Nielsen's SocialGuide has launched a new weekly analysis of Twitter-related social media activity in relationship to 240 TV channels. Topping the charts this past week with over one million tweets was, of course, the Nik Wallenda Grand Canyon crossing. Rounding out the top ten were Pretty Little Liars, The Voice, Love&Hip Hop:Atlanta, Teen Wolf, WWE, The Voice Final Performances, The Wanted Life, Girl Code Compliments and Gril Code Public Displays of Affection.
The One Club and WNET have teamed to produce The Real Mad Men and Women of Madison Avenue which will debut June 30 at 8PM on THIRTEEN. Inspired by AMC's Mad Men, The Real Mad Men and Women of Madison Avenue, hosted by Isaiah Mustafa, chronicles the growth of the advertising industry from the 1950s through today and will feature Roy Eaton, Jerry Della Femina, Paula Green, George Lois, and other creative giants.
Also featured will be some of today's advertising luminaries including Gerry Graf , David Lubars, Tham Khai Meng and David Sable as well as Mediapost advertising critic Barbara Lippert and Interactive Advertising Bureau President and CEO and former New York Times ad reporter Randall Rothenberg.
Referencing the famed HBO Girls scene in which the Shiri Appleby character receives a "pearl necklace" quickie from her boyfriend, a Family Guy "for your consideration" Emmy ad carries the headline, "Here's A Load of Comedy to Shoot on Your Chest."
Both the scene and the ad were/are bold. But we think the timing is a bit late and even though there's certainly nothing wrong with "expressing oneself" to another as the Adam Driver character did to Appleby, it's all a bit gratuitous even by our standards.
While we are loathe to even mention the fact AMC's The Pitch will be back for a second season of foolishness, we also know that your desire for schadenfruede outweighs your desire to take the higher moral ground.
And so, tune in August 15 at 10pm to watch 16 agencies duke it out for the likes of 1-800-Flowers, Fuller Brush Company (still in business???), Gibson Guitar and, yes, College Hunks Hauling Junk.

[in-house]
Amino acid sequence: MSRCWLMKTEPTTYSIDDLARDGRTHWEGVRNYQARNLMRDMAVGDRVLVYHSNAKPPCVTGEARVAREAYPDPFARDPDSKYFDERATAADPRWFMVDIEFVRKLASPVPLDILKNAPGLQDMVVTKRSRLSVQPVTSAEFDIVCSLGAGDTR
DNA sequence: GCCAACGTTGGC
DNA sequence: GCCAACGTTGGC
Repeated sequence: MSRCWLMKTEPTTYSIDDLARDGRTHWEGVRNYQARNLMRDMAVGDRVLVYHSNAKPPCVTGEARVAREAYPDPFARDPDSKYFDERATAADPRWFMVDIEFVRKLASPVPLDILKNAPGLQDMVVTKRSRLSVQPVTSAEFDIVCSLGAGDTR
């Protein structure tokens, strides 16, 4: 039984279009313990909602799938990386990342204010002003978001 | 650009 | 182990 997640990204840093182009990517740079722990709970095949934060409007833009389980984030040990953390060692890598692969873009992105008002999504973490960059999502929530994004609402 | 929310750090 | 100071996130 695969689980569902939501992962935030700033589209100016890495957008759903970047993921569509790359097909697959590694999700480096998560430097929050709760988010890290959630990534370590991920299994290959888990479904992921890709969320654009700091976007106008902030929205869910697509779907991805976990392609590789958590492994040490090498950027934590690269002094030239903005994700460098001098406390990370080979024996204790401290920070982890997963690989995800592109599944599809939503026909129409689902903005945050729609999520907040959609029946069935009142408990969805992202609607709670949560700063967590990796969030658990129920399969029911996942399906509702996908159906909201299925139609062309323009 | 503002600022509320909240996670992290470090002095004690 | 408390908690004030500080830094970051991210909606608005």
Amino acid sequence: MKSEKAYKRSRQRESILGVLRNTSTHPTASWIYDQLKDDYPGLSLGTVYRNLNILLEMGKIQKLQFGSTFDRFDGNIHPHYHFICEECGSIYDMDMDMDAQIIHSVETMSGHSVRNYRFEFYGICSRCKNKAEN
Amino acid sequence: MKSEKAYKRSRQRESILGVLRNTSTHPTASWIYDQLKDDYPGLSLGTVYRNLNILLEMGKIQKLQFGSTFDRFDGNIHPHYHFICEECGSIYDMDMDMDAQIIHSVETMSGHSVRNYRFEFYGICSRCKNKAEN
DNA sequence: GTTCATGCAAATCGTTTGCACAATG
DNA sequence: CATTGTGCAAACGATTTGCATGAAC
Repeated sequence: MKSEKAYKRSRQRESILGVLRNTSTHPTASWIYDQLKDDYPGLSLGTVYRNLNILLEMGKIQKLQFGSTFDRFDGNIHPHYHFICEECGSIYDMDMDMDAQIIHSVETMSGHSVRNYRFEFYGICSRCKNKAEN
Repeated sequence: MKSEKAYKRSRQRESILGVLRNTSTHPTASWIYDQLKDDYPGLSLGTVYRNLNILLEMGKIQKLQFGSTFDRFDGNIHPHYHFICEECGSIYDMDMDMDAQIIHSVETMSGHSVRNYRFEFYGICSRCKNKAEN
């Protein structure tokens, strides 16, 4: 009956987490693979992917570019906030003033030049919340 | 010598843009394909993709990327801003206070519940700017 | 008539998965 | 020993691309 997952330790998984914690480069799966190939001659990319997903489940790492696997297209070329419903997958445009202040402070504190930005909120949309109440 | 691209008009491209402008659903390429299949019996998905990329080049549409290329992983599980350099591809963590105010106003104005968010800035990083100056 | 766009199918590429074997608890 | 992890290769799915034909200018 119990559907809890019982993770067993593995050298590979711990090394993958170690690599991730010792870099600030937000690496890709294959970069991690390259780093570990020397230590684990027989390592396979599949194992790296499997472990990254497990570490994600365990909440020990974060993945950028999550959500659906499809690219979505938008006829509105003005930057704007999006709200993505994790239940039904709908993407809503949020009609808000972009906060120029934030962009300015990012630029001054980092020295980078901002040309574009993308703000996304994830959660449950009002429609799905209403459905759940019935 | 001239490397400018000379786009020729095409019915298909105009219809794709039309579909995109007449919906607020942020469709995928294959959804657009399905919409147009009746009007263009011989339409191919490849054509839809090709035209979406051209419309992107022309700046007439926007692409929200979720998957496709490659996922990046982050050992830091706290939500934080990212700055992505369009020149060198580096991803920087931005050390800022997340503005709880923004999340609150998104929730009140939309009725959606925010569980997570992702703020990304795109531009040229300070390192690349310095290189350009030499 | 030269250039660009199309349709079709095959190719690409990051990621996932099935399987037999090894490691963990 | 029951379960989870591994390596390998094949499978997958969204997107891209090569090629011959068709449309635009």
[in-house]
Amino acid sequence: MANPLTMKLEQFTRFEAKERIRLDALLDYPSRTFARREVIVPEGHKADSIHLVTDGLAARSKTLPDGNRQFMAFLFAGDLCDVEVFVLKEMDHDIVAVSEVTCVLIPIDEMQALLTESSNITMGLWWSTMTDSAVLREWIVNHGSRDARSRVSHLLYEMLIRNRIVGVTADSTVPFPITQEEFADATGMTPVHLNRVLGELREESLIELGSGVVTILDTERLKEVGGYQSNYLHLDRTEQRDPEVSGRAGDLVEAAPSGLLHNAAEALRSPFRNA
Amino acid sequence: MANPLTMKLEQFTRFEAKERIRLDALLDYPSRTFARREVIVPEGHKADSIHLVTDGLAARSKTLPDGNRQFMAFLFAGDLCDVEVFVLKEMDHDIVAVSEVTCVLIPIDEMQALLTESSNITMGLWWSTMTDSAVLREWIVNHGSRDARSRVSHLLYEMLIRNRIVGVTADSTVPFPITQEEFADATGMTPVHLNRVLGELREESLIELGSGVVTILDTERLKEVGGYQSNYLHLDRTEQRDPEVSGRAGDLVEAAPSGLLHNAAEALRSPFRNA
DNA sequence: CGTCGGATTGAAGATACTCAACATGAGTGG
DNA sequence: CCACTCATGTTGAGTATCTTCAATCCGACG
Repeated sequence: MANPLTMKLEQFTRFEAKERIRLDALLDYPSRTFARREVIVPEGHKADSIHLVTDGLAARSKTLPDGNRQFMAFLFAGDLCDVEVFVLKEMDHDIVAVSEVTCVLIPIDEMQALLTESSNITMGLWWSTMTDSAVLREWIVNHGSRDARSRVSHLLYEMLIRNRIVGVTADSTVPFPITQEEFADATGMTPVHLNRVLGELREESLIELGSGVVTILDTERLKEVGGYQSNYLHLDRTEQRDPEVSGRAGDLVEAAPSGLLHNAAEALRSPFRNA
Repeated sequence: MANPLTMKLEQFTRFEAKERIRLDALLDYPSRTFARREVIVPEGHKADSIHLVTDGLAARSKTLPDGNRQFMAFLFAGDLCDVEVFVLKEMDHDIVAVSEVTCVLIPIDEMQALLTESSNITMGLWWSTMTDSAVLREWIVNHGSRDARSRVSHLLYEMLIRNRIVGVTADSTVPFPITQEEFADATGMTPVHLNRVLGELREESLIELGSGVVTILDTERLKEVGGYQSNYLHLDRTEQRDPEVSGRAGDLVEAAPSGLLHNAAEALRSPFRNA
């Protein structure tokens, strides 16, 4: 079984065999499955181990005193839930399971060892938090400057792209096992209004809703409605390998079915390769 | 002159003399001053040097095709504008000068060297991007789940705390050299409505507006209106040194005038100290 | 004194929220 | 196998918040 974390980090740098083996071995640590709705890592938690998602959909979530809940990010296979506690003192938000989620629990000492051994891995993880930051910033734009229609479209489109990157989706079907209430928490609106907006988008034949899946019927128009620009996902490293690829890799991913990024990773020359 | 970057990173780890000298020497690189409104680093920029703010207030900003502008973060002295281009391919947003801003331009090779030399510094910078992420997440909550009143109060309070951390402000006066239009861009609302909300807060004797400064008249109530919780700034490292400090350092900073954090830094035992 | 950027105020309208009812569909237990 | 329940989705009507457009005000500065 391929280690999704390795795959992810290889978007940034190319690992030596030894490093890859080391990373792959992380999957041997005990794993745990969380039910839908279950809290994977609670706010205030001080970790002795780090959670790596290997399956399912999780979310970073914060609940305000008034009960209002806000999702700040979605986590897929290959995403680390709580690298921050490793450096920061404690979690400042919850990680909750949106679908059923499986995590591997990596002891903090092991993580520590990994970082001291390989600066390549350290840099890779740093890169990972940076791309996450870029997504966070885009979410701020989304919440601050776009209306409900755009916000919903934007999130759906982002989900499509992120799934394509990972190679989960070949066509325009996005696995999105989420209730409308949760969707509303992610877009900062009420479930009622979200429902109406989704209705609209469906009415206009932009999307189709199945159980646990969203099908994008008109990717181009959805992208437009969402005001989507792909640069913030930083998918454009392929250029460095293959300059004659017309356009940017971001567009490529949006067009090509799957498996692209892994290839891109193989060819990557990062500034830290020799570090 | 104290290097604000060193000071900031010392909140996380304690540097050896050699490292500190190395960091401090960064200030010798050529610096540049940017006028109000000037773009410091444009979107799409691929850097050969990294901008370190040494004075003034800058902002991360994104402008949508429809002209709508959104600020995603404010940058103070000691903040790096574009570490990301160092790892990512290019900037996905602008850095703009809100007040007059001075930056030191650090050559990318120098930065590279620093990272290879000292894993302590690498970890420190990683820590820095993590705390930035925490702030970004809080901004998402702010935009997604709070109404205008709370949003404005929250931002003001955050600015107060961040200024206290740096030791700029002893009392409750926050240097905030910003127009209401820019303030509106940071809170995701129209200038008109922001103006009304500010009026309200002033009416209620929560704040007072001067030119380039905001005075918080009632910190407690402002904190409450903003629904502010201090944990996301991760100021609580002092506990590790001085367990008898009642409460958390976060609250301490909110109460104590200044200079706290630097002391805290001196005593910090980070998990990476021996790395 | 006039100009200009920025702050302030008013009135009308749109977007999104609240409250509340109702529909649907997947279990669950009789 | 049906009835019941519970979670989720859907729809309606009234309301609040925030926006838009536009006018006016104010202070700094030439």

Here's the thing. On TV and in movies, story matters. Story always matters. No matter how many special effects or hot women the producers decide to throw in, it's all crap unless there's a good story line.
So why AMC decided to drop its "Story Matters Here" tagline in favor of the meaningless, applicable-to-anything "Something More" escapes logic.
Oh sure, today's culture has the attention span of a gnat and change can't come quick enough. But when change comes, it should at least make sense and this does not.
Yes, fellow ad geeks. Your favorite TV show is coming back. On April 7, AMC will debut season 6 of Mad Men, the Matthew Winer show that chronicles the advertising business in the 1960's.
The promo is very quick and consist of black and white stills. Don does not look happy.
So while Advertising Age is critiquing the $1.6 million commercials that ran during the Oscars last night, we thought we'd take a look at something a bit less expensive and a bit more inventive -- the real-time newsjacking that occurred last night during the broadcast.
Newsjacking refers to the practice of capitalizing on the popularity of a news story to amplify your sales and marketing success. The term was popularized in David Meerman Scott's book Newsjacking: How to Inject Your Ideas into a Breaking News Story and Generate Tons of Media Coverage.
Check out the full list here in an article we wrote for HubSpot.
Much of what we see on reality shows is a sad representation of the human race, or at minimum, the sliver who doesn't mind their inner most idiocy broadcast to the world. MTV's The Valleys is no exception. But we're not here to debate the finer points of reality TV programming. We're here to share with you an MTV UK ad promoting the network's The Valleys.
This guest post is written by Jesse Robson, a freelance writer currently working for Liberty Marketing. When he's not at work Jesse spends most of his free time writing, following pop culture and playing with his golden doodle Max.
Commercials have certainly evolved from the time of your parents and even your parents' parents. If you get TV Land on cable tv, you might have even caught some of the older, retro commercials interspersed between episodes of The Andy Griffith Show and I Dream of Genie.
Yes, things were certainly different back then and all you really needed was a cute mascot, an infectious jingle and an authoritative voice to move product. However, commercials and, really, marketing as a whole have evolved.
Early this week, a video purporting to be a display of the first ever Humpy Awards debuted. In the video, judges rate dogs on several humping criteria including speed, stamina, style and other factors.
Of course, there's no such thing as the Humpy Awards. But there is such a thing as Small Town Security, an AMC show, premiering July 15, which highlights private security company JJK Security in Georgia. What dog humping has to do with security, we know not but we assume we'll find out once the show makes its debut.
The video isn't quite what we'd call a viral success but 146,507 people have viewed it to date.